An American team, driving an American car, with an American driver behind the wheel, had captured victory in the first postwar European Grand Prix, much to the chagrin of the French. The post-race banquet should have been cause for celebration, but when the champagne was uncorked it was French driver Goux who was toasted for his skill and bravery during the event, and not Murphy or even DePalma. Disgusted, Murphy and his Duesenberg teammates left the awards banquet before dinner was served.

All four team cars were returned to the United States, and Murphy reportedly purchased his Duesenberg to run in the 1922 Indianapolis 500. After swapping the Duesenberg eight-cylinder for a more competitive Miller, he became the first driver to win the race from the pole position. The following year, 1923, riding mechanics were made optional at the Indianapolis 500, effectively ending the era of two-seat race cars.

Murphy’s Duesenberg was badly damaged in a 1923 crash at Beverly Hills, but in the 1950s it was reportedly found on a Hollywood studio backlot by Murphy’s former riding mechanic, Ernie Olson. Olson rebuilt the car, returning it to its as-raced in 1921 appearance before selling it to the Indianapolis Motor Speedway Museum. While the car does contain parts of the original, today it is best described as a tribute to the Duesenberg that Murphy drove to victory at Le Mans.

That left the Joe Boyer car, number 16, as the sole known and documented survivor. Today this resides in Philadelphia’s Simeone Automotive Foundation Museum, restored to its pre-French Grand Prix appearance and resplendent in its white with blue American racing colors.

When news of another car surfaced, purchased by Rob Kauffman at RK Motors, we turned to Evan Ide, a senior specialist for Bonhams Auctions and owner of Historic Vehicle Services in Uxbridge, Massachusetts, for details. Evan helped to research the car, verifying its authenticity prior to the sale. While the Duesenberg 183s lacked frame numbers, there are certain distinguishing characteristics that set these cars aside from other Duesenbergs. A marque expert would know to look at the placement of bolt holes and frame crossmembers, but the most distinctive characteristic is the hydraulic front brake assembly used on the four Grand Prix Duesenbergs.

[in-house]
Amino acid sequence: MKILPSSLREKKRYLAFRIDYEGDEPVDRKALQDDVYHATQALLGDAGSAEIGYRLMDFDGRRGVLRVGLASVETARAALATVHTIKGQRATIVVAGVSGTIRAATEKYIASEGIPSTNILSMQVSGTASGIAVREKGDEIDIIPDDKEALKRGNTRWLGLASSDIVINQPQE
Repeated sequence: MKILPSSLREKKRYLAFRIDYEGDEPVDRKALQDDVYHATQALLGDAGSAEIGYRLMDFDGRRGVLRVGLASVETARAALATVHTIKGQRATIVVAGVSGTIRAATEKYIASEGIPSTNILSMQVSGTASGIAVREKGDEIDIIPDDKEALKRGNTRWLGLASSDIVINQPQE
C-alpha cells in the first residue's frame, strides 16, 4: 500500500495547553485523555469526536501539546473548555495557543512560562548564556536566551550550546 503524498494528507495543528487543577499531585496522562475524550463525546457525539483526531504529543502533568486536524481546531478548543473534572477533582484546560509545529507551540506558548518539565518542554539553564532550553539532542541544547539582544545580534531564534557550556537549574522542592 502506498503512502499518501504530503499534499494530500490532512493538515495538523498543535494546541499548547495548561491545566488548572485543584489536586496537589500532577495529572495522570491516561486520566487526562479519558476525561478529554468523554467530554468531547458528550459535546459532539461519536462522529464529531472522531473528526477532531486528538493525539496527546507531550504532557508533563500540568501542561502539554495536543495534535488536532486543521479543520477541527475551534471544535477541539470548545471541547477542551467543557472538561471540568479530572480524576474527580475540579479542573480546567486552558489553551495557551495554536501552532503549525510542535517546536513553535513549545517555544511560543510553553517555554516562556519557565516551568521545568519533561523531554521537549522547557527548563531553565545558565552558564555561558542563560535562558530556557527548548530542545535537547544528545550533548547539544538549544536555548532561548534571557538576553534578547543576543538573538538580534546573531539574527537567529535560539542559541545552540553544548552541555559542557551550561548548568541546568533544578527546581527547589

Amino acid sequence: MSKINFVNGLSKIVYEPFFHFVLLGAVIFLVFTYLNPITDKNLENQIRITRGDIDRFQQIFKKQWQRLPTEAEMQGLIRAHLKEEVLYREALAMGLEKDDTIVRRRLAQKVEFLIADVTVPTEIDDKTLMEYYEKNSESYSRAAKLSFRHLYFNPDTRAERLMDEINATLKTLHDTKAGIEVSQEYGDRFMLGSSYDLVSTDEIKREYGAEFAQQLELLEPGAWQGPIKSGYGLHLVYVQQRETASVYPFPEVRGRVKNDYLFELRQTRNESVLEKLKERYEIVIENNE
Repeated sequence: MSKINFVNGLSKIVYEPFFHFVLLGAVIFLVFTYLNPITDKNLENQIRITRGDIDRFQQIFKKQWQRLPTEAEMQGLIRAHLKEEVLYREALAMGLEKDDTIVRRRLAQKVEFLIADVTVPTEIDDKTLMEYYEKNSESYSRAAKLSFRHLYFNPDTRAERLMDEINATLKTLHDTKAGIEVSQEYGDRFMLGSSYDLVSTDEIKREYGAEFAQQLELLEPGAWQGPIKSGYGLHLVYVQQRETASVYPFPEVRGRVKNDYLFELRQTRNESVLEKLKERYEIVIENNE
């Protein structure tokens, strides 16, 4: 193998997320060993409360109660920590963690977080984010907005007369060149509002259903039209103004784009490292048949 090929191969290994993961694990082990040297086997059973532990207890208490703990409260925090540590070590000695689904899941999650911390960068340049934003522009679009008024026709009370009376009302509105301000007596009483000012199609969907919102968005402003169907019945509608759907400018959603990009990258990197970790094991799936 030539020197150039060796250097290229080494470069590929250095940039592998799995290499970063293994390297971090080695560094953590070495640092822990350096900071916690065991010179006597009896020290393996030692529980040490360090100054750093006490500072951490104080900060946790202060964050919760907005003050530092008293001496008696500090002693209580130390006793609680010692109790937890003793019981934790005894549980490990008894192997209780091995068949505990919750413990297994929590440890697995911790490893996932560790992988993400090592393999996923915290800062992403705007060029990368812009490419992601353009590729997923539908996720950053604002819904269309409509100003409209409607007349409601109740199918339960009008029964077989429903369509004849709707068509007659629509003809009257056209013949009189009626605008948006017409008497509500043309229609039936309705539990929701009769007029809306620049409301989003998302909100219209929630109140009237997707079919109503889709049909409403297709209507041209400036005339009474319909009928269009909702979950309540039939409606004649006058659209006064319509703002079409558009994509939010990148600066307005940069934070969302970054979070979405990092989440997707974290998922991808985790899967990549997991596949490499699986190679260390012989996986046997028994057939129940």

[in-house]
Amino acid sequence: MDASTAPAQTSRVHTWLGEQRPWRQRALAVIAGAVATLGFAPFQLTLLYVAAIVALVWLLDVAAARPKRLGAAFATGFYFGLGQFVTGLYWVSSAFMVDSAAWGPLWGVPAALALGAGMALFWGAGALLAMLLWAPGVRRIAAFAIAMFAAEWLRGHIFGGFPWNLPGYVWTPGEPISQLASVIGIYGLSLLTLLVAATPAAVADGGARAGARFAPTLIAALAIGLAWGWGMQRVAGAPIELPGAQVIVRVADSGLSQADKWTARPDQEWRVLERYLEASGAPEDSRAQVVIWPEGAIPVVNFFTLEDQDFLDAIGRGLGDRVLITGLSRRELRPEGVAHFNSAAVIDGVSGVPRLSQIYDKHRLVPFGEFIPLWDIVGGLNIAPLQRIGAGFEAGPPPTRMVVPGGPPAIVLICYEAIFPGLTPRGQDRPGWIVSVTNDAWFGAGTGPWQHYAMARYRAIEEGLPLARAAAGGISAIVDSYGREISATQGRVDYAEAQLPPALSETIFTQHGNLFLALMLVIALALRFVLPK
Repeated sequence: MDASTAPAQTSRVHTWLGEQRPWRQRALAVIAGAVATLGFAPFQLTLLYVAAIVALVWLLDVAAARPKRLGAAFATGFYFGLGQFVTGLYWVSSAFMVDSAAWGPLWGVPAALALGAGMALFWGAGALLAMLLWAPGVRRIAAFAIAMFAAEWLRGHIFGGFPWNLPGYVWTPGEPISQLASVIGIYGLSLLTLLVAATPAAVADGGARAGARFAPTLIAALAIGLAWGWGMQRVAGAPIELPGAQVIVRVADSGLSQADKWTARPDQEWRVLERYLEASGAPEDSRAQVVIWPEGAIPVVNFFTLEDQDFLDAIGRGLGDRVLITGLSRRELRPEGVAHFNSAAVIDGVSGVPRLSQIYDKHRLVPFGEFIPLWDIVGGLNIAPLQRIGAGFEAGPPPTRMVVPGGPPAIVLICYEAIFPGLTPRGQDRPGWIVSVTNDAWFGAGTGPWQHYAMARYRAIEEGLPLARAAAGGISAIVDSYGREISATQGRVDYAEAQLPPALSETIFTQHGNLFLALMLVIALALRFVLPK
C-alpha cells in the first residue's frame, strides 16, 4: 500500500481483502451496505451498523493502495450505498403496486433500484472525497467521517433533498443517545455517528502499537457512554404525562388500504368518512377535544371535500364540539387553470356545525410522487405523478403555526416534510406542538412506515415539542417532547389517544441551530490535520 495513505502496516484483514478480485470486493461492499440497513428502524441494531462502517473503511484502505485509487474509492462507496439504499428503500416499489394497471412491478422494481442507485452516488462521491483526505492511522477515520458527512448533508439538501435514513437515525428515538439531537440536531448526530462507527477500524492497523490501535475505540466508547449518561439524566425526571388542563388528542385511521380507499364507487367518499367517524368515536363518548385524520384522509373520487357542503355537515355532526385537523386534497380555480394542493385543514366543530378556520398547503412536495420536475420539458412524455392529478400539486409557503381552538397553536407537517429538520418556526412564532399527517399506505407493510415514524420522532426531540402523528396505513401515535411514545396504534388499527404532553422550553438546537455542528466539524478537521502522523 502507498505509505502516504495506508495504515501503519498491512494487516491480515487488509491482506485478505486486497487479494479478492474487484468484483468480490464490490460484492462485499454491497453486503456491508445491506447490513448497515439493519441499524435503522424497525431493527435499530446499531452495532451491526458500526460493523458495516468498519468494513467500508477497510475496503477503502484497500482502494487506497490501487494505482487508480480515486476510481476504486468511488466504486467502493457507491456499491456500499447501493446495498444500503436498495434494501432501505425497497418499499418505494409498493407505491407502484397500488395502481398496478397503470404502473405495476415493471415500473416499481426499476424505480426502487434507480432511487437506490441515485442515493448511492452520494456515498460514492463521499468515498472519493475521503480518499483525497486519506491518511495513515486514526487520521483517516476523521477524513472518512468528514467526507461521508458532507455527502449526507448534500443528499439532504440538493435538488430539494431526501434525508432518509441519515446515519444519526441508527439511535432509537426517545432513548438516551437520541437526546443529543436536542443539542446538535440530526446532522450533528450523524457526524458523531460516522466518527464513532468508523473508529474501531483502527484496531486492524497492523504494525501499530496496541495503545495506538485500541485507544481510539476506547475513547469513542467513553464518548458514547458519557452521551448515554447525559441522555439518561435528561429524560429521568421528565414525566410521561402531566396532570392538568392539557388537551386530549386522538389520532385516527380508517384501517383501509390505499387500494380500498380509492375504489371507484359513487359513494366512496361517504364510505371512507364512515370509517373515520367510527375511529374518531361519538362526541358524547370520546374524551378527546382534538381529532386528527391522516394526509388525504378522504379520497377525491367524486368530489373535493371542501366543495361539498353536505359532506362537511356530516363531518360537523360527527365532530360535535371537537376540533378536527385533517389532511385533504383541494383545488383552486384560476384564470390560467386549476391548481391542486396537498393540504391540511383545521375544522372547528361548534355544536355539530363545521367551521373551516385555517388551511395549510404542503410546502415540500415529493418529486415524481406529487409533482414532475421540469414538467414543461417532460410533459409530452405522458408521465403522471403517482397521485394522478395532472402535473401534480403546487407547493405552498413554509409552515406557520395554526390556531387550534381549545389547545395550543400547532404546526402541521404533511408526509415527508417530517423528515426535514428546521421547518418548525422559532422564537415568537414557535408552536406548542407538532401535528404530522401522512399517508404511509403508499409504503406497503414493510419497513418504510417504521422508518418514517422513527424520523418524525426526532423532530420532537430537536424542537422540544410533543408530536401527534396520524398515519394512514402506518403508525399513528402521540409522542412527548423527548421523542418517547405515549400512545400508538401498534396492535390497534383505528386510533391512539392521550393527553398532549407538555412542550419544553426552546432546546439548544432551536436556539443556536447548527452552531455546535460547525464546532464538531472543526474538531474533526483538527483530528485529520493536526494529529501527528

Each of these cars used a unique front axle which ran the brake plumbing though it instead of across it. In addition, the Duesenbergs used solid metal tubing instead of flexible rubber brake hoses, and only the Simeone car currently shows this setup. The Simeone car, and the one recently purchased by Kauffman.

There are other clues as well, including documentation from long time owners. Purchased by tire dealer and racer Ed Kaster, the car was actively campaigned in California throughout the 1920s. In 1930, the car’s original engine threw a connecting rod, and was replaced by a later Duesenberg Model A engine. The seller had the original racing engine, and its carburetors differed in serial numbers by a single digit. While such details could conceivably be faked, the question is why? Though historically significant, it’s unlikely this Duesenberg will ever cross an auction block as a big-money lot.

As Evan told us, the car was also written about extensively in a 1964 Auburn Cord Duesenberg Club newsletter, with its history well-documented. It isn’t so much that the car was lost for the past nine-plus decades, it’s more like it was hidden in plain sight.

As with the restoration of its 1966 Le Mans-winning Ford GT40, RK Motors is planning regular updates on its newly rediscovered Duesenberg 183. We’ll update our readers with additional images and video as it becomes available.